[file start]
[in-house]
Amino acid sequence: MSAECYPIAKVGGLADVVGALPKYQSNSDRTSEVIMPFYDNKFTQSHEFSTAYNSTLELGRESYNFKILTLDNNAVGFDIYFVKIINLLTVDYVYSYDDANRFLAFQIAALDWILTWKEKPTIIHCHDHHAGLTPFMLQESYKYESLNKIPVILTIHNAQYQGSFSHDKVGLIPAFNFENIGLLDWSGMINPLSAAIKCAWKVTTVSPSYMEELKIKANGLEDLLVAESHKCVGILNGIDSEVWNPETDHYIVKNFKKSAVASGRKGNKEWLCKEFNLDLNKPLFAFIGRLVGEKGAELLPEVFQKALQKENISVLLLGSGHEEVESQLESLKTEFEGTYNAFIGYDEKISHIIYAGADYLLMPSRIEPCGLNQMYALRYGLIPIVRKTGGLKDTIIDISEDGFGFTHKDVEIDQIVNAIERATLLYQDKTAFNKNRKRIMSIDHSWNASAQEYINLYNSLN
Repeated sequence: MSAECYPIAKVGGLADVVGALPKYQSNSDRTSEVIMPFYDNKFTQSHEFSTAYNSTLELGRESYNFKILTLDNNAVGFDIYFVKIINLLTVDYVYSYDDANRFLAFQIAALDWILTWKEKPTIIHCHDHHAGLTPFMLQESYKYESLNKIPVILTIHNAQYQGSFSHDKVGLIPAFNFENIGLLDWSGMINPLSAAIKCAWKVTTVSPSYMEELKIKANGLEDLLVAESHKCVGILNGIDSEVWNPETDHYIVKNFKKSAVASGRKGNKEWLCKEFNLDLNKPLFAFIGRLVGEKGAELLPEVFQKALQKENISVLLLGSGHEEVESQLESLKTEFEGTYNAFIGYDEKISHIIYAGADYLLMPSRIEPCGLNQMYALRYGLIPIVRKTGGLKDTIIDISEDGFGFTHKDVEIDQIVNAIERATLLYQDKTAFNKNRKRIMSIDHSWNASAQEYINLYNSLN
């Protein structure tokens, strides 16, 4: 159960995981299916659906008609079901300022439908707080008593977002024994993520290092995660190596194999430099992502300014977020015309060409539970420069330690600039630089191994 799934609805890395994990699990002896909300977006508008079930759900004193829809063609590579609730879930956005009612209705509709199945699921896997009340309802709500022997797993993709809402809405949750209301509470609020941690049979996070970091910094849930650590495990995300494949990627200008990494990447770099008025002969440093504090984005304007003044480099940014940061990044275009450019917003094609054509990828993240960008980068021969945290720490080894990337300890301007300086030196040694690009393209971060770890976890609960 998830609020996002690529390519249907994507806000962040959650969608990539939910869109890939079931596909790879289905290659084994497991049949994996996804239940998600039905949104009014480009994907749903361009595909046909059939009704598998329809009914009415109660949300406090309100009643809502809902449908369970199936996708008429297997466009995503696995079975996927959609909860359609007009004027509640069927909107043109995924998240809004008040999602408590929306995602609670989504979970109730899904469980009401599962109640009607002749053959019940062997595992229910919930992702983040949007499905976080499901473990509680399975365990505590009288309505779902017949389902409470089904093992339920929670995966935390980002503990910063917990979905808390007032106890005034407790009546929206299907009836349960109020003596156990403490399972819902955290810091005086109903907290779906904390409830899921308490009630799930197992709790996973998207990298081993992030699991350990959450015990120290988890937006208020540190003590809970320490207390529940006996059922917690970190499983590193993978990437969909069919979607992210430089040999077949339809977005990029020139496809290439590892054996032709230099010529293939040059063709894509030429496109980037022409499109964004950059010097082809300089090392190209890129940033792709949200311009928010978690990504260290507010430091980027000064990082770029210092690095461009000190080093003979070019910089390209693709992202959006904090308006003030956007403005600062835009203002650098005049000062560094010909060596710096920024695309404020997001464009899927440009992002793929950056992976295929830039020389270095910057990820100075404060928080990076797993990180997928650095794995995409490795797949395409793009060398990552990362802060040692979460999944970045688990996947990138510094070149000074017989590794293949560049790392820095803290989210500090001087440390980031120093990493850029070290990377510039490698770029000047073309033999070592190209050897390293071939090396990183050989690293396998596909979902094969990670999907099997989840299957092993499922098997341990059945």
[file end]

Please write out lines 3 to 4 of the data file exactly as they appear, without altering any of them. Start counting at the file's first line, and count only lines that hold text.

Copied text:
Repeated sequence: MSAECYPIAKVGGLADVVGALPKYQSNSDRTSEVIMPFYDNKFTQSHEFSTAYNSTLELGRESYNFKILTLDNNAVGFDIYFVKIINLLTVDYVYSYDDANRFLAFQIAALDWILTWKEKPTIIHCHDHHAGLTPFMLQESYKYESLNKIPVILTIHNAQYQGSFSHDKVGLIPAFNFENIGLLDWSGMINPLSAAIKCAWKVTTVSPSYMEELKIKANGLEDLLVAESHKCVGILNGIDSEVWNPETDHYIVKNFKKSAVASGRKGNKEWLCKEFNLDLNKPLFAFIGRLVGEKGAELLPEVFQKALQKENISVLLLGSGHEEVESQLESLKTEFEGTYNAFIGYDEKISHIIYAGADYLLMPSRIEPCGLNQMYALRYGLIPIVRKTGGLKDTIIDISEDGFGFTHKDVEIDQIVNAIERATLLYQDKTAFNKNRKRIMSIDHSWNASAQEYINLYNSLN
């Protein structure tokens, strides 16, 4: 159960995981299916659906008609079901300022439908707080008593977002024994993520290092995660190596194999430099992502300014977020015309060409539970420069330690600039630089191994 799934609805890395994990699990002896909300977006508008079930759900004193829809063609590579609730879930956005009612209705509709199945699921896997009340309802709500022997797993993709809402809405949750209301509470609020941690049979996070970091910094849930650590495990995300494949990627200008990494990447770099008025002969440093504090984005304007003044480099940014940061990044275009450019917003094609054509990828993240960008980068021969945290720490080894990337300890301007300086030196040694690009393209971060770890976890609960 998830609020996002690529390519249907994507806000962040959650969608990539939910869109890939079931596909790879289905290659084994497991049949994996996804239940998600039905949104009014480009994907749903361009595909046909059939009704598998329809009914009415109660949300406090309100009643809502809902449908369970199936996708008429297997466009995503696995079975996927959609909860359609007009004027509640069927909107043109995924998240809004008040999602408590929306995602609670989504979970109730899904469980009401599962109640009607002749053959019940062997595992229910919930992702983040949007499905976080499901473990509680399975365990505590009288309505779902017949389902409470089904093992339920929670995966935390980002503990910063917990979905808390007032106890005034407790009546929206299907009836349960109020003596156990403490399972819902955290810091005086109903907290779906904390409830899921308490009630799930197992709790996973998207990298081993992030699991350990959450015990120290988890937006208020540190003590809970320490207390529940006996059922917690970190499983590193993978990437969909069919979607992210430089040999077949339809977005990029020139496809290439590892054996032709230099010529293939040059063709894509030429496109980037022409499109964004950059010097082809300089090392190209890129940033792709949200311009928010978690990504260290507010430091980027000064990082770029210092690095461009000190080093003979070019910089390209693709992202959006904090308006003030956007403005600062835009203002650098005049000062560094010909060596710096920024695309404020997001464009899927440009992002793929950056992976295929830039020389270095910057990820100075404060928080990076797993990180997928650095794995995409490795797949395409793009060398990552990362802060040692979460999944970045688990996947990138510094070149000074017989590794293949560049790392820095803290989210500090001087440390980031120093990493850029070290990377510039490698770029000047073309033999070592190209050897390293071939090396990183050989690293396998596909979902094969990670999907099997989840299957092993499922098997341990059945």